Colliding Dreams

When first released, this Israeli historical documentary had quite poor reviews, in the 50% range. However, having realized the anti-semitism bias that often turns up on Rotten Tomatoes (and other review sites), The Boy and I endeavored to see it anyway. Currently, the documentary is in the 90s for both critics and audiences which is, I suspect, due to its attempt to balanced.

Now, when it comes to “balance” and Israel, I tend to be suspicious. Because there is no balance there: The Israelis struggle with trying to find a way to co-exist with the Palestinians, who are dedicated to destroying them. This is definitionally impossible.

So, a “balanced” movie is going to be horribly imbalanced in terms of, you know, actual truth.

Nobody wants the Palestinians, least of all the other arabs.

Pictured: Balance

This movie makes for a pretty good history, for those who don’t know it. It covers the 19th and early 20th century questions of “Zionism” and the “Jewish Problem”, as we saw in It Is No Dream. It also covers the revolution and the Jewish takeover of Israel, if somewhat apologetically. It says the Jews had no choice, even if much of what they did—in particular, evicting the Palestinians—was suboptimal.

It’s enlightening to note that, prior to the revolution, Jews had been buying up land in Palestine (this is back when Jews were called Palestinians, and the people calling themselves Palestinians today were just called “arabs”, though the movie doesn’t mention that) and the arabs who were, essentially, serfs on the land didn’t care for this more peaceful form of settling. The Jews would modernize and thus displace the arabs, who naturally wanted to live their medieval lives forever. (Not to imply that is limited to arabs. Luddism was named in England, and flourished in Europe throughout the second millennium.)

It’s also interesting to note that this land was “originally” owned by the Turks, and by “originally,” I mean that they had more-or-less recently conquered it and were constantly squabbling over it. So the whole “you stole our land!” cry has a false echo to it. The movie doesn’t detail that, either, nor the treatment of Jews under the Sultan.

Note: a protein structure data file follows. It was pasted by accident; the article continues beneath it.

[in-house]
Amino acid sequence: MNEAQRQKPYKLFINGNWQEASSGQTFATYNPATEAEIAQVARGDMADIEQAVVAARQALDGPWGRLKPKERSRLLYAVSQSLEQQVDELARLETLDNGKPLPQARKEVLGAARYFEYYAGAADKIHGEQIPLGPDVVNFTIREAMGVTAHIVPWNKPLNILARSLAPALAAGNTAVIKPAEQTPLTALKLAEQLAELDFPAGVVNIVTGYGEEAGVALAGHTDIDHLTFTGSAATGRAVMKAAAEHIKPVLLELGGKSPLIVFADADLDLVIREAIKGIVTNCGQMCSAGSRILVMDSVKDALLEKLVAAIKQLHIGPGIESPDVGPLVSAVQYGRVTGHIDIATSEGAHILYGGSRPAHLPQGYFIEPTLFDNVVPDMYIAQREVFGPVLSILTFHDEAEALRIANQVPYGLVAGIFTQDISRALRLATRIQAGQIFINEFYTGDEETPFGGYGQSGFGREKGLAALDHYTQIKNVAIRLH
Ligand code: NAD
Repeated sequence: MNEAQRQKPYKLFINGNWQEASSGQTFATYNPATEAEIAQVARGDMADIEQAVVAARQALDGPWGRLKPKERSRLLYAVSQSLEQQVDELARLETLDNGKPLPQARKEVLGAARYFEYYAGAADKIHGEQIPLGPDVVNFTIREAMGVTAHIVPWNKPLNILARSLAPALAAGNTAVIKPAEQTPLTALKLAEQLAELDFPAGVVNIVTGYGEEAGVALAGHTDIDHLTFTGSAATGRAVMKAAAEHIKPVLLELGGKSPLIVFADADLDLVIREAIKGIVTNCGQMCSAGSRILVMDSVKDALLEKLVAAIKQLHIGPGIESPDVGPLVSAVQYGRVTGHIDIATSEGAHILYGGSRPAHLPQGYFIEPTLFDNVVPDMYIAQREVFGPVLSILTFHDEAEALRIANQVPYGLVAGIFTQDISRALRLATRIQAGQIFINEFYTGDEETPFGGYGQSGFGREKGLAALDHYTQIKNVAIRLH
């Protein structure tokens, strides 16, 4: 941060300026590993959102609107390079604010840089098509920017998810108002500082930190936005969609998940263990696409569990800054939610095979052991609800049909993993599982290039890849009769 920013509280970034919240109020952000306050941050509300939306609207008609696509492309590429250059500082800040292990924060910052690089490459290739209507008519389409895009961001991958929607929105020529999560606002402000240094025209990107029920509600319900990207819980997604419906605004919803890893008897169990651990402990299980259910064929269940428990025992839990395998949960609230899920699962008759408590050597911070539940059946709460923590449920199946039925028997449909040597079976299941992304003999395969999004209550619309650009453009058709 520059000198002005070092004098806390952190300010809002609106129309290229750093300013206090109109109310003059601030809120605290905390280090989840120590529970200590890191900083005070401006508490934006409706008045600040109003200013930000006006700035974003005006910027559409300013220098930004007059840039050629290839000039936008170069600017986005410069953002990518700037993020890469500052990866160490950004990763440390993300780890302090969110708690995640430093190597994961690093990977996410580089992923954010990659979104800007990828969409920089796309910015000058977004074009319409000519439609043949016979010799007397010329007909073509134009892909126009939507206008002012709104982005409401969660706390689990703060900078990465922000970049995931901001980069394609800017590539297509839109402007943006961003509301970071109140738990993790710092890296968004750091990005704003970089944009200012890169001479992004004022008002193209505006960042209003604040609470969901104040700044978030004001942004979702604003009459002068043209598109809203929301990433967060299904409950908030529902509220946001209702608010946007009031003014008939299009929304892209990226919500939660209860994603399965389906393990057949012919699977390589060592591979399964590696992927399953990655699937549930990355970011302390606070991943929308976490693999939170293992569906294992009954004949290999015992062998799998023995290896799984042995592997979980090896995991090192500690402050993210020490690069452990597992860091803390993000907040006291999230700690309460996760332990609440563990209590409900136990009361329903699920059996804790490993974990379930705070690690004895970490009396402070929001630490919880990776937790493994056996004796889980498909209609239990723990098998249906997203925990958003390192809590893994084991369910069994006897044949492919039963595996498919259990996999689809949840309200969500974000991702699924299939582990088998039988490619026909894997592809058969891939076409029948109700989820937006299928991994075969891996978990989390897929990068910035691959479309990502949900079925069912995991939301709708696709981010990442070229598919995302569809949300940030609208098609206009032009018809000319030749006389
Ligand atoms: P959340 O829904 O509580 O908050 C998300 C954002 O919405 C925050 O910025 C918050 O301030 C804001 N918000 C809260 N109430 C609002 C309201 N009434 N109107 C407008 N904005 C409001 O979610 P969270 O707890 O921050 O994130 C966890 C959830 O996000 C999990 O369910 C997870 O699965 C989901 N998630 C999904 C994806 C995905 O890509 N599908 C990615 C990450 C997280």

I'm also struggling for pithy commentary, obviously.

I’m struggling for screenshots. Can you tell?

It’s also a little light on the history of Israel’s existence after the War, in terms of various arab nations attempts to crush Israel. And, of course it never mentions that there are many religions in Israel, but only one in Palestine. We saw the war stuff covered much better in Above and Beyond, and the second Prime Minsters movie. (Waltz With Bashir was devoted to the Lebanon adventure; it is not without merit even featuring as it does the existential angst of post-War western European-based cultures.)

We’ve also seen a lot more depth in covering the various ethnicities of Israel, most recently in Rock in the Red Zone, but going back to Live and Become!

We see a lot of Jewish/Israeli stuff, is what I’m saying.

It’s not a bad overview, although heavy on the Rabin and light on the Begin. (The docudrama Rabin: The Last Day was playing at the same time this was, but again, I think Rabin is seriously overestimated.) And history stops with the ’90s, leaving the filmmakers free to ignore the upshot of the retreat from the “settlements” and the subsequent attacks (as featured in Red Zone).

This is how “balance” was mostly provided then: By almost completely eliding the crimes of the Palestinians and Muslims in Israel, most especially their devotion to destroying Israel and all the Jews therein. But, if you know that going in (and the high 90s critic review tips it), it works as a nice introduction to the history of Israel.


“Now that we have our own country, all our troubles are over!”

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